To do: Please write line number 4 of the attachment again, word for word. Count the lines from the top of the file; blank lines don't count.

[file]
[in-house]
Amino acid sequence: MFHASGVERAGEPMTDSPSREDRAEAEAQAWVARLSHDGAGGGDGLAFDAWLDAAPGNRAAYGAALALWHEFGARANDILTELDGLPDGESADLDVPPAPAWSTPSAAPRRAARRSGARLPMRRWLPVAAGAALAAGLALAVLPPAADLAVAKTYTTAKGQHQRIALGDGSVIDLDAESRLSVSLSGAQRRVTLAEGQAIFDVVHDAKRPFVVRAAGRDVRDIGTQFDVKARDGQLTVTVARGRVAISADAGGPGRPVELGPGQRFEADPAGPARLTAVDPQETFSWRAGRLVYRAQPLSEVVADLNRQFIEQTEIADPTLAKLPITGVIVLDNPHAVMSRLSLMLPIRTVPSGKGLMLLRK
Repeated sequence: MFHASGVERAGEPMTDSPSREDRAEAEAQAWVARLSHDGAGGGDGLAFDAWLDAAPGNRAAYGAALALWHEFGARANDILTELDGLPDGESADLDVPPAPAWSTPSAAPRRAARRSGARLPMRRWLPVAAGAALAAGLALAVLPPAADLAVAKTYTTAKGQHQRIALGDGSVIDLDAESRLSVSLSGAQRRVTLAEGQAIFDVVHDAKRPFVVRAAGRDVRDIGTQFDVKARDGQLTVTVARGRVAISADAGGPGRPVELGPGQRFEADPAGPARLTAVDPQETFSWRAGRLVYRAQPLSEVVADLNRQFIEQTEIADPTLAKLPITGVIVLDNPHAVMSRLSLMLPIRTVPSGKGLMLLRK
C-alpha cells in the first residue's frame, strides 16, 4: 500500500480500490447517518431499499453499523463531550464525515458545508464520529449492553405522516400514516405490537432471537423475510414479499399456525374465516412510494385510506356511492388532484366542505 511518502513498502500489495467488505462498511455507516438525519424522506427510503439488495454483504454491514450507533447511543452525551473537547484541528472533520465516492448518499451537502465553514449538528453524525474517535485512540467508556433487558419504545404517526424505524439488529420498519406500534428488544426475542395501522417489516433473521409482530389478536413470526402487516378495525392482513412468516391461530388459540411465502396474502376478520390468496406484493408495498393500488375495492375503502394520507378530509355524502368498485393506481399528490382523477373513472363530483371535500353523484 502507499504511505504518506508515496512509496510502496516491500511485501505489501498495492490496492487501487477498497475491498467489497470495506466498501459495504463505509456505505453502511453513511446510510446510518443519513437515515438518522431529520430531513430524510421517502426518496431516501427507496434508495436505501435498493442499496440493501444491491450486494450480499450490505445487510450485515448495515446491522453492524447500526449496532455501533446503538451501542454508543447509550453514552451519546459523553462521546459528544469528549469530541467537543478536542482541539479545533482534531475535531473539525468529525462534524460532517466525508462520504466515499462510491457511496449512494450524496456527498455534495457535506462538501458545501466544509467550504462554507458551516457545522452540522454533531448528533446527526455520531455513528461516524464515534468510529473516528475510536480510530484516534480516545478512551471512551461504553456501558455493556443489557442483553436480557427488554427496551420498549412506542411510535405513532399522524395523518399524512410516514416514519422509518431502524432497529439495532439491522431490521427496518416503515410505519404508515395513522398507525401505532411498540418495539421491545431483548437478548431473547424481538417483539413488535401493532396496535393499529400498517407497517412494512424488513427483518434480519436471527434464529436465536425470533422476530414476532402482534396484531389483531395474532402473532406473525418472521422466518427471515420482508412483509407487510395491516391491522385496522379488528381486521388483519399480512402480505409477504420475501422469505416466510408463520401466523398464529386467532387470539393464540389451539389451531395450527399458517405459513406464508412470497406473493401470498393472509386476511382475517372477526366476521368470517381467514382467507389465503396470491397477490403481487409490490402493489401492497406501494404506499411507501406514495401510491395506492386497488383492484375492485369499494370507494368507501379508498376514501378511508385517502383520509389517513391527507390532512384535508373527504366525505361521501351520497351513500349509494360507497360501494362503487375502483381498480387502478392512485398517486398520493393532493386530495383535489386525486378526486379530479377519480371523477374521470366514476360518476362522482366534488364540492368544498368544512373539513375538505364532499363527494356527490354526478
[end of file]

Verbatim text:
C-alpha cells in the first residue's frame, strides 16, 4: 500500500480500490447517518431499499453499523463531550464525515458545508464520529449492553405522516400514516405490537432471537423475510414479499399456525374465516412510494385510506356511492388532484366542505 511518502513498502500489495467488505462498511455507516438525519424522506427510503439488495454483504454491514450507533447511543452525551473537547484541528472533520465516492448518499451537502465553514449538528453524525474517535485512540467508556433487558419504545404517526424505524439488529420498519406500534428488544426475542395501522417489516433473521409482530389478536413470526402487516378495525392482513412468516391461530388459540411465502396474502376478520390468496406484493408495498393500488375495492375503502394520507378530509355524502368498485393506481399528490382523477373513472363530483371535500353523484 502507499504511505504518506508515496512509496510502496516491500511485501505489501498495492490496492487501487477498497475491498467489497470495506466498501459495504463505509456505505453502511453513511446510510446510518443519513437515515438518522431529520430531513430524510421517502426518496431516501427507496434508495436505501435498493442499496440493501444491491450486494450480499450490505445487510450485515448495515446491522453492524447500526449496532455501533446503538451501542454508543447509550453514552451519546459523553462521546459528544469528549469530541467537543478536542482541539479545533482534531475535531473539525468529525462534524460532517466525508462520504466515499462510491457511496449512494450524496456527498455534495457535506462538501458545501466544509467550504462554507458551516457545522452540522454533531448528533446527526455520531455513528461516524464515534468510529473516528475510536480510530484516534480516545478512551471512551461504553456501558455493556443489557442483553436480557427488554427496551420498549412506542411510535405513532399522524395523518399524512410516514416514519422509518431502524432497529439495532439491522431490521427496518416503515410505519404508515395513522398507525401505532411498540418495539421491545431483548437478548431473547424481538417483539413488535401493532396496535393499529400498517407497517412494512424488513427483518434480519436471527434464529436465536425470533422476530414476532402482534396484531389483531395474532402473532406473525418472521422466518427471515420482508412483509407487510395491516391491522385496522379488528381486521388483519399480512402480505409477504420475501422469505416466510408463520401466523398464529386467532387470539393464540389451539389451531395450527399458517405459513406464508412470497406473493401470498393472509386476511382475517372477526366476521368470517381467514382467507389465503396470491397477490403481487409490490402493489401492497406501494404506499411507501406514495401510491395506492386497488383492484375492485369499494370507494368507501379508498376514501378511508385517502383520509389517513391527507390532512384535508373527504366525505361521501351520497351513500349509494360507497360501494362503487375502483381498480387502478392512485398517486398520493393532493386530495383535489386525486378526486379530479377519480371523477374521470366514476360518476362522482366534488364540492368544498368544512373539513375538505364532499363527494356527490354526478